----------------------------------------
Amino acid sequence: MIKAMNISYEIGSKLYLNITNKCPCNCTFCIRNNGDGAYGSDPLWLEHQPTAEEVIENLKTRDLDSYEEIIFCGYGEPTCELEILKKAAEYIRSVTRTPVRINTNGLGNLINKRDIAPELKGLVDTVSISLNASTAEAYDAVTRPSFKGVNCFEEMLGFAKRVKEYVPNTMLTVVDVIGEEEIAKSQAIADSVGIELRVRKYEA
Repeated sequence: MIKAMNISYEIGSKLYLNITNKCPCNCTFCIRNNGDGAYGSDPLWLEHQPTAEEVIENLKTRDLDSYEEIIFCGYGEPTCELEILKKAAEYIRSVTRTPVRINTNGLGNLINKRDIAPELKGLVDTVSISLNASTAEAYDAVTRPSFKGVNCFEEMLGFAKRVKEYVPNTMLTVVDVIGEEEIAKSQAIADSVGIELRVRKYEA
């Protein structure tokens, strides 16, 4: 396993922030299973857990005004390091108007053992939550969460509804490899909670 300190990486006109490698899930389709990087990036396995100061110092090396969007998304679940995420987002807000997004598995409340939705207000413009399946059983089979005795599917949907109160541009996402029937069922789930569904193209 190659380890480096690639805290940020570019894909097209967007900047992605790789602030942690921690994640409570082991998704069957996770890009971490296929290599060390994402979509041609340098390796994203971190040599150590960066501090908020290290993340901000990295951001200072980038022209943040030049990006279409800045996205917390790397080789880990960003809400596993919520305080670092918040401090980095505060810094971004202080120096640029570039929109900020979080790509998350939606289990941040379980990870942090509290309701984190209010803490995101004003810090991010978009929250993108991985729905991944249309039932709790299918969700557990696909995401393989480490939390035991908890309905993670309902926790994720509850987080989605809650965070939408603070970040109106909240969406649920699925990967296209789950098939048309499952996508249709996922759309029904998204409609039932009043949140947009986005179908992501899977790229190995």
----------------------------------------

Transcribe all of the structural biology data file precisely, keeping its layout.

Amino acid sequence: MIKAMNISYEIGSKLYLNITNKCPCNCTFCIRNNGDGAYGSDPLWLEHQPTAEEVIENLKTRDLDSYEEIIFCGYGEPTCELEILKKAAEYIRSVTRTPVRINTNGLGNLINKRDIAPELKGLVDTVSISLNASTAEAYDAVTRPSFKGVNCFEEMLGFAKRVKEYVPNTMLTVVDVIGEEEIAKSQAIADSVGIELRVRKYEA
Repeated sequence: MIKAMNISYEIGSKLYLNITNKCPCNCTFCIRNNGDGAYGSDPLWLEHQPTAEEVIENLKTRDLDSYEEIIFCGYGEPTCELEILKKAAEYIRSVTRTPVRINTNGLGNLINKRDIAPELKGLVDTVSISLNASTAEAYDAVTRPSFKGVNCFEEMLGFAKRVKEYVPNTMLTVVDVIGEEEIAKSQAIADSVGIELRVRKYEA
């Protein structure tokens, strides 16, 4: 396993922030299973857990005004390091108007053992939550969460509804490899909670 300190990486006109490698899930389709990087990036396995100061110092090396969007998304679940995420987002807000997004598995409340939705207000413009399946059983089979005795599917949907109160541009996402029937069922789930569904193209 190659380890480096690639805290940020570019894909097209967007900047992605790789602030942690921690994640409570082991998704069957996770890009971490296929290599060390994402979509041609340098390796994203971190040599150590960066501090908020290290993340901000990295951001200072980038022209943040030049990006279409800045996205917390790397080789880990960003809400596993919520305080670092918040401090980095505060810094971004202080120096640029570039929109900020979080790509998350939606289990941040379980990870942090509290309701984190209010803490995101004003810090991010978009929250993108991985729905991944249309039932709790299918969700557990696909995401393989480490939390035991908890309905993670309902926790994720509850987080989605809650965070939408603070970040109106909240969406649920699925990967296209789950098939048309499952996508249709996922759309029904998204409609039932009043949140947009986005179908992501899977790229190995």